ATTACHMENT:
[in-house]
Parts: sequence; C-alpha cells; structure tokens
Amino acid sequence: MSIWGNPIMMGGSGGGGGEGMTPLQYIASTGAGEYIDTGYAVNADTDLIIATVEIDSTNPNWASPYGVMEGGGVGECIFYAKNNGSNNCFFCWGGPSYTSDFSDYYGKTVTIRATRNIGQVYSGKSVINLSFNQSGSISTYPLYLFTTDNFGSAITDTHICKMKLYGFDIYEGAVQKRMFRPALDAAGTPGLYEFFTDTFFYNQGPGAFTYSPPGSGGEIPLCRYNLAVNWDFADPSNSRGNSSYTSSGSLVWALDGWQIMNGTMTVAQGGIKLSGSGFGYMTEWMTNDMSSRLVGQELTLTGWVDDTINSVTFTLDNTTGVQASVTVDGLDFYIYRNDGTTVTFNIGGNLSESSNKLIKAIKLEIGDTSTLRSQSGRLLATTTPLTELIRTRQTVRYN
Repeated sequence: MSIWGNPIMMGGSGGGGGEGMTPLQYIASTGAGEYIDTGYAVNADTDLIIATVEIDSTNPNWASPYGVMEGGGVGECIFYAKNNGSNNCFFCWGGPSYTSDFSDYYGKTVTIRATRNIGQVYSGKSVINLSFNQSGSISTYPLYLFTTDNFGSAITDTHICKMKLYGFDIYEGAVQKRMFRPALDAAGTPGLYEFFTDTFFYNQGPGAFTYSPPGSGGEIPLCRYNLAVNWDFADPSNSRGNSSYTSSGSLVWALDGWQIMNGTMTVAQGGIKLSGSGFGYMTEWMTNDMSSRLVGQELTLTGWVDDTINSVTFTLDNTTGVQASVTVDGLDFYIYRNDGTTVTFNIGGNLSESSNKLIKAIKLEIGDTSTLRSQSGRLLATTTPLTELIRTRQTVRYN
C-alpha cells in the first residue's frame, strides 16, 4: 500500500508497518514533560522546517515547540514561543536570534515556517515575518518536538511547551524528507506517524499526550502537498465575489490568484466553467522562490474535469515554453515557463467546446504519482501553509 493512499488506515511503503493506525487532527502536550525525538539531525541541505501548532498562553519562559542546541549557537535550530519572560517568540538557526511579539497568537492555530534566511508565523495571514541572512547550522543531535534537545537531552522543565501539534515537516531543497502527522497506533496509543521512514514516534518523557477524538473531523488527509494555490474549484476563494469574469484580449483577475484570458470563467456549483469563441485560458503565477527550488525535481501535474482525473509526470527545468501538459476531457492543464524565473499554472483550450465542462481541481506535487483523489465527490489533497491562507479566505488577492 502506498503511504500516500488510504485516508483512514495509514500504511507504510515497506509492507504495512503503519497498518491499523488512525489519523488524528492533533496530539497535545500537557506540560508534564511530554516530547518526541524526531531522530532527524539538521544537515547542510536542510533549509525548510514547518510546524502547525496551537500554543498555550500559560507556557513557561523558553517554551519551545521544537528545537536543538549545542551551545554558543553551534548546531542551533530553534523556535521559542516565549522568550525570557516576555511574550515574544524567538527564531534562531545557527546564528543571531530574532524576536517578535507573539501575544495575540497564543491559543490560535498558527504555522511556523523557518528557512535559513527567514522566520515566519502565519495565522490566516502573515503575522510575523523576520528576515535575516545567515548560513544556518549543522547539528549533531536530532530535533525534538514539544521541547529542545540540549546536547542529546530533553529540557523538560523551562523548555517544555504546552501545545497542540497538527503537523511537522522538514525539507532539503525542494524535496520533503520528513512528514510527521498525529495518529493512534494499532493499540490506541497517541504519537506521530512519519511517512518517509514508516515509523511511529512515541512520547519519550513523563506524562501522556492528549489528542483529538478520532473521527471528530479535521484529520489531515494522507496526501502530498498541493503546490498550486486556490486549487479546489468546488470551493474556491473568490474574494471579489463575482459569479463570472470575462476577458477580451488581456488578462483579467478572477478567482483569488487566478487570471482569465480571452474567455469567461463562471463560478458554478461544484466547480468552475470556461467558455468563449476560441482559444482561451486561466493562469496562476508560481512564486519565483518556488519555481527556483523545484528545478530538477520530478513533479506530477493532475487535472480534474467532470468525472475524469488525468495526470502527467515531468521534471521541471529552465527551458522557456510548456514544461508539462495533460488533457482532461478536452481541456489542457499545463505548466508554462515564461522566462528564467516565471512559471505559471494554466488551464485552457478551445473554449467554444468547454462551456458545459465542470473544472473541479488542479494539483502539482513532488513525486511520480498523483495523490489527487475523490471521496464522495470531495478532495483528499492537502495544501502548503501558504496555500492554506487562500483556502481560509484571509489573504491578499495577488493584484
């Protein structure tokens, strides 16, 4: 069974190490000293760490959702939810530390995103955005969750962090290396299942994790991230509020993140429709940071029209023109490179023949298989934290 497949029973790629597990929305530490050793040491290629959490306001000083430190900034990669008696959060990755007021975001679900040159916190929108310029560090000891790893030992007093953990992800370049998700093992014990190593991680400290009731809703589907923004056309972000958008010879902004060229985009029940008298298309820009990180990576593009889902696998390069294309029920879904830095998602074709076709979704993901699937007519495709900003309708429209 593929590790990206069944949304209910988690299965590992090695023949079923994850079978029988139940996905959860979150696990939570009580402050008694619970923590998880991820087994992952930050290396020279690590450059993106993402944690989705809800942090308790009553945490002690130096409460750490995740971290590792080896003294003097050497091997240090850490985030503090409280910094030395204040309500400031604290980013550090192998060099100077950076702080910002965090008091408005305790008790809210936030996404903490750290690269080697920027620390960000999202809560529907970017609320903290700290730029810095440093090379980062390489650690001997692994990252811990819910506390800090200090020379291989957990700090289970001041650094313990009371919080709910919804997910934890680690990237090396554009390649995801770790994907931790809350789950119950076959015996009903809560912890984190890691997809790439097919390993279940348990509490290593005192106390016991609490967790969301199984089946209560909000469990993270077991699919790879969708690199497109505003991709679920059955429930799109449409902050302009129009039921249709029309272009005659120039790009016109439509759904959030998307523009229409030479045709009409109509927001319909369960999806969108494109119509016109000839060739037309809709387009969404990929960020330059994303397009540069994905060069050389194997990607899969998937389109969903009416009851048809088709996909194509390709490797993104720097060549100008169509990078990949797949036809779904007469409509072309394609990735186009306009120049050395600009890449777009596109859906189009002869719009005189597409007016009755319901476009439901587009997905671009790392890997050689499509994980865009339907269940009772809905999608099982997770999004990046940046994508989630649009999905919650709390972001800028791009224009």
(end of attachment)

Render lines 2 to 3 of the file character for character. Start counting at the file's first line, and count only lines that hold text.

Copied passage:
Parts: sequence; C-alpha cells; structure tokens
Amino acid sequence: MSIWGNPIMMGGSGGGGGEGMTPLQYIASTGAGEYIDTGYAVNADTDLIIATVEIDSTNPNWASPYGVMEGGGVGECIFYAKNNGSNNCFFCWGGPSYTSDFSDYYGKTVTIRATRNIGQVYSGKSVINLSFNQSGSISTYPLYLFTTDNFGSAITDTHICKMKLYGFDIYEGAVQKRMFRPALDAAGTPGLYEFFTDTFFYNQGPGAFTYSPPGSGGEIPLCRYNLAVNWDFADPSNSRGNSSYTSSGSLVWALDGWQIMNGTMTVAQGGIKLSGSGFGYMTEWMTNDMSSRLVGQELTLTGWVDDTINSVTFTLDNTTGVQASVTVDGLDFYIYRNDGTTVTFNIGGNLSESSNKLIKAIKLEIGDTSTLRSQSGRLLATTTPLTELIRTRQTVRYN